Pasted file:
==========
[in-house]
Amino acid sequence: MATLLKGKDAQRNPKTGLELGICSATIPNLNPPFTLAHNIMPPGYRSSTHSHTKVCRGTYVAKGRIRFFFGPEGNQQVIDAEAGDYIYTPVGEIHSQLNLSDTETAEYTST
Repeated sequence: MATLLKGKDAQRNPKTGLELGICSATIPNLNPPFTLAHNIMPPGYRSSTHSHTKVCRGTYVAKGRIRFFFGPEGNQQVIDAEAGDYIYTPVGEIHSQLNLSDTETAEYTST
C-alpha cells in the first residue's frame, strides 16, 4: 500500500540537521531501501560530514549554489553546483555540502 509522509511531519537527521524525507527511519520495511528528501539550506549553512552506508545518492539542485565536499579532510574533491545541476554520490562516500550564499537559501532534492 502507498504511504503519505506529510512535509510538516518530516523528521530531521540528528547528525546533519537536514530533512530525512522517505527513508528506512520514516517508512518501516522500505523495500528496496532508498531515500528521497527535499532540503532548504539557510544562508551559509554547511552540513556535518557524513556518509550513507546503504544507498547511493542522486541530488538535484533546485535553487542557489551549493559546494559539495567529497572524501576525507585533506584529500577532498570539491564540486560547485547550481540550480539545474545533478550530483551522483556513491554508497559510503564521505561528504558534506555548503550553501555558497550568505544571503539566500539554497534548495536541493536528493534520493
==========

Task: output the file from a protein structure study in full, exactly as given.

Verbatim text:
[in-house]
Amino acid sequence: MATLLKGKDAQRNPKTGLELGICSATIPNLNPPFTLAHNIMPPGYRSSTHSHTKVCRGTYVAKGRIRFFFGPEGNQQVIDAEAGDYIYTPVGEIHSQLNLSDTETAEYTST
Repeated sequence: MATLLKGKDAQRNPKTGLELGICSATIPNLNPPFTLAHNIMPPGYRSSTHSHTKVCRGTYVAKGRIRFFFGPEGNQQVIDAEAGDYIYTPVGEIHSQLNLSDTETAEYTST
C-alpha cells in the first residue's frame, strides 16, 4: 500500500540537521531501501560530514549554489553546483555540502 509522509511531519537527521524525507527511519520495511528528501539550506549553512552506508545518492539542485565536499579532510574533491545541476554520490562516500550564499537559501532534492 502507498504511504503519505506529510512535509510538516518530516523528521530531521540528528547528525546533519537536514530533512530525512522517505527513508528506512520514516517508512518501516522500505523495500528496496532508498531515500528521497527535499532540503532548504539557510544562508551559509554547511552540513556535518557524513556518509550513507546503504544507498547511493542522486541530488538535484533546485535553487542557489551549493559546494559539495567529497572524501576525507585533506584529500577532498570539491564540486560547485547550481540550480539545474545533478550530483551522483556513491554508497559510503564521505561528504558534506555548503550553501555558497550568505544571503539566500539554497534548495536541493536528493534520493